The Phi of Numerology, Music, and Synchronicity

This blog I’m exploring a few numbers in Dan Brown’s The DaVinci Code, my book, I Found All the Parts, and another fascinating novel I recently devoured, The Ezekiel Code.

Numbers became a big deal for me on my journey with rock music. Shortly after my awakening, the number “four” camped out in my brain with a lawn chair. The words “archetype” and “everyone” also did the cha-cha in my skull for many months, but I had no idea at the time why I was hearing this crap. Since they were like annoying neighbors who frequently visited me on a daily basis to borrow a cup of sugar, I knew the words were important clues on my journey. But why would a number be significant?

Numerology, the system, tradition or belief in a mystical or esoteric relationship between numbers and physical objects or living things, goes way back. Pythagoras, the dude who gave us the Pythagorean Theorem, was into the spirituality of numbers big time. He thought every number resonates at a unique frequency. Kind of like music. Just as the note middle “C” vibrates at the frequency of 256 cycles per second, the numbers 1-9 are also believed to resonate to different energies and therefore offer insight into ourselves and our world.

The Davinci Code’s smart and handsome Professor Langdon illustrates how the five sided pentagram, or pentacle symbol, is considered both divine and magical by many cultures. That’s because if you draw a pentagram, the lines divide themselves into segments according to the Divine Proportion, aslo called PHI = 1.618.

Phi is s a symbol of beauty and perfection and connected with nature, the goddess, and the sacred feminine.

My journey as a woman with rock music helped me get in touch with the sacred feminine through various avenues, but especially via numbers. I began to see the correlations between music, numbers and sacred geometry in spectacular ways. The Divine Proportion, or 1.618, is everywhere in nature and even in different proportions of the human body.

The black and white keys on a piano represent the ratios of musical proportion as well. (from

harmonic ratios

Phi is closely related to the Fibonacci series. In the 12th century, Leonardo Fibonacci discovered a simple numerical series that is the foundation for an incredible mathematical relationship behind phi. Starting with 0 and 1, each new number in the series is simply the sum of the two before it.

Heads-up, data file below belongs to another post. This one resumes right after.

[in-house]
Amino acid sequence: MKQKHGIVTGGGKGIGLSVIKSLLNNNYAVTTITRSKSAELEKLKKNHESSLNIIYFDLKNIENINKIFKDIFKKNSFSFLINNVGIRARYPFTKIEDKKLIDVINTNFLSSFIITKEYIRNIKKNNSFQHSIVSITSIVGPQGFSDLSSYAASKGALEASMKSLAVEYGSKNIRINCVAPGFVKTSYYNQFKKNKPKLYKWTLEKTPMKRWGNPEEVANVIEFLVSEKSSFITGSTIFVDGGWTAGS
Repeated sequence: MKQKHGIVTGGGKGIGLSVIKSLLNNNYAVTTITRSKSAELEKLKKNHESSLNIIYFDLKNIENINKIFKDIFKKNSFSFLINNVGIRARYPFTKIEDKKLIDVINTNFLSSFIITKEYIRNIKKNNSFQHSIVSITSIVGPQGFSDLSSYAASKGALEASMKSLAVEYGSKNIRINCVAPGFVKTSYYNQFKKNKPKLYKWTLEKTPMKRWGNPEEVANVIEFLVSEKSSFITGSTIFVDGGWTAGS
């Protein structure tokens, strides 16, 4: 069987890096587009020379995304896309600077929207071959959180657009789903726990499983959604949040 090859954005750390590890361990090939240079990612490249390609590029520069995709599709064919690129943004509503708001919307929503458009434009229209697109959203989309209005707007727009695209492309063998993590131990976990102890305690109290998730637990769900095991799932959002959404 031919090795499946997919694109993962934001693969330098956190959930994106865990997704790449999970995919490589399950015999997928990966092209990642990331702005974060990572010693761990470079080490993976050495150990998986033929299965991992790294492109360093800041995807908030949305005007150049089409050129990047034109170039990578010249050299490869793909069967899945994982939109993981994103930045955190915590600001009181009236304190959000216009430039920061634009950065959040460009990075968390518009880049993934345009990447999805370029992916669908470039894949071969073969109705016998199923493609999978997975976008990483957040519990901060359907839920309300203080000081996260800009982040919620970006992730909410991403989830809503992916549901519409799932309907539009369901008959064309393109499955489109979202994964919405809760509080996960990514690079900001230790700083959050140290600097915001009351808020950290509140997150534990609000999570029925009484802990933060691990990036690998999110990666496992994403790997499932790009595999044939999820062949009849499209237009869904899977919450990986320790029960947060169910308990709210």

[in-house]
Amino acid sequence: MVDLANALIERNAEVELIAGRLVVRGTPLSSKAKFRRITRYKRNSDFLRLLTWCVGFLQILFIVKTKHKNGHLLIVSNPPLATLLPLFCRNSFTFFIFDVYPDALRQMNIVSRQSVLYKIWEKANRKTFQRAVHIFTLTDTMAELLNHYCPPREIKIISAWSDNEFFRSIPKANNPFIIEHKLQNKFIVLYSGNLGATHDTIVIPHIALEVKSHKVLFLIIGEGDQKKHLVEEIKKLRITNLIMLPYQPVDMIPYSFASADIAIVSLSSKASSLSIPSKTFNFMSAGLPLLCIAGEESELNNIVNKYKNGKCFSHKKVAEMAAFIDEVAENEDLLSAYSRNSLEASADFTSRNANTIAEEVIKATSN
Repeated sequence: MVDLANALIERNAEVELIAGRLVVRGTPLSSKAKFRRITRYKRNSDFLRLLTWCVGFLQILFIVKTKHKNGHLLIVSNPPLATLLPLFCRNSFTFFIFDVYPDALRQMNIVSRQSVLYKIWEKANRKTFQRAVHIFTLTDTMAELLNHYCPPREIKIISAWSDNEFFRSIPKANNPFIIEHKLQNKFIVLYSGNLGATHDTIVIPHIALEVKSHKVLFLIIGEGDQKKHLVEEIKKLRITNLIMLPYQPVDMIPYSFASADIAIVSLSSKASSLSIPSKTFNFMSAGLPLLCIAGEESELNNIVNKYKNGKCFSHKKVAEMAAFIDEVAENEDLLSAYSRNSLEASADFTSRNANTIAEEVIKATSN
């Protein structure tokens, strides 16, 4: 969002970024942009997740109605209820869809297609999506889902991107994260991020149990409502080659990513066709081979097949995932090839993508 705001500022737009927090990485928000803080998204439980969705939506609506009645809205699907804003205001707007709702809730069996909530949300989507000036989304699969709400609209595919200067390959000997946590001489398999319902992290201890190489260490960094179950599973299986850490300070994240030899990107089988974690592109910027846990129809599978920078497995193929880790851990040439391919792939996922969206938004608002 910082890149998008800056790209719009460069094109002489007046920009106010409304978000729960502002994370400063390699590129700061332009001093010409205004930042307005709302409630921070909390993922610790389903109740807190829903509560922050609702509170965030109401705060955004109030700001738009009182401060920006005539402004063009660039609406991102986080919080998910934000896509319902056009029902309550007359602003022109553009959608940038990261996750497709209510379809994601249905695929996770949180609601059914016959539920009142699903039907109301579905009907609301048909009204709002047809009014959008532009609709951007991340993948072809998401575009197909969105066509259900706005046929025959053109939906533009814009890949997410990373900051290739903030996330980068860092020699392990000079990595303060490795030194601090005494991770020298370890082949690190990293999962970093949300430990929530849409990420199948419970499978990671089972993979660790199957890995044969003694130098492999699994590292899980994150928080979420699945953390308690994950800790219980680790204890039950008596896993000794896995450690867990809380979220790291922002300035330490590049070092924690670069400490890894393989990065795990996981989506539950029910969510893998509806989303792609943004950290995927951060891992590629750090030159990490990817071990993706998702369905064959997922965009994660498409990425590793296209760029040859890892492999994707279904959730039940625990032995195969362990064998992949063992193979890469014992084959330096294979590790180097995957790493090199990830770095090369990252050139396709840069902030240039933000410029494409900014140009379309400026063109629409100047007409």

0, 1, 1, 2, 3, 5, 8, 13, 21, 34, 55, 89, 144, . . .

The ratio of each successive pair of numbers in the series approximates phi (1.618. . .) , as 5 divided by 3 is 1.666…, and 8 divided by 5 is 1.60. After the 40th number in the series, the ratio is accurate to 15 decimal places. 1.618033988749895 . . .

Since my book delves into alchemy, codes, symbols, and the Rosicrucian Dr. Robert Fludd, I wondered if 1.618 might be a code for me. Think, think, think. Aha! Take the decimal away from 1.618 and ya get the year 1618. In 1618 Fludd wrote De Musica Mundana (Mundane Music) which described his theories of music, including his mundane (also known as “divine” or “celestial”) monochord. And look. God is tuning the chord so it sounds nice for us.

Interestingly, Fludd’s image is all about proportion and illustrates the mathematical properties of musical pitch. In music, the 5th note of a scale (for example G in a C scale, also called a fifth) creates a 2:3 ratio or .666. Therefore, as noted above, if you play a fifth, such as C and G together, it is considered the musical representation of Phi and sounds very harmonious sound to our ears.

Gary Val Tenuta explores Phi and the Divine Proportion in The Ezekiel Code as well. Tenuta calls his form of numerology, whereby each letter represents a number; 1 = A, 2 =B, so on up to Z=26, crypronumerology. On his website, he writes that the term “crypto” relates to the idea of secret writing, ciphers, and codes. Therefore, any word or group of words has a numerical value (by tallying the numbers associated with the letters in the word or group of words). This is important since some consider that numbers not only have quantitative values, but qualitative values as well. “In this sense,” says Tenuta “one might think of numbers as being resonant symbols reflecting archetypal concepts residing in what the Swiss psychologist, Carl Jung, called the collective unconscious.”

AHA! Numbers are archetypal! That must be why I kept hearing “archetype” and the number “four” after my awakening. Getting back to PHI and the Divine Proportion, The Ezekiel Code offers numbers and musical references up the yin/yang. For instance, THE GOLDEN MEAN SPIRAL = 198 = THE MUSICAL SCALE OF GOD and PHI SPIRAL = 108 = GEOMETRY. THE MUSICAL PHI = 144. THE DIVINE PROPORTION = 252 = CHRIST CONSCIOUSNESS = ALCHEMICAL TRANSMUTATION. In case you didn’t notice, all of these numbers add up to 18 or 9 (18 or 1+8=9). Many of the hidden messages in The Ezekiel Code total 9, and Tenuta believes 9 represents “synchronicity.”

Reading The Ezekiel Code was a blast because there were numerous synchronicities between the numbers and my own journey. Synchronicity to me indicates that everything is connected, and my thoughts attract situations/people/information to me when I’m in a place of allowing. The synchronicities I encountered on my spiritual journey with a famous rock band are so prolific, so freaking mind-blowing, that it left no doubt that our consciousness expands beyond our physical mind.

In an upcoming blog, I’ll delve into several important numbers I encountered on my journey: Too, Fore, Sicks, Ate, Who Do We A-Pre-She-8? (and maybe Sicksteen too).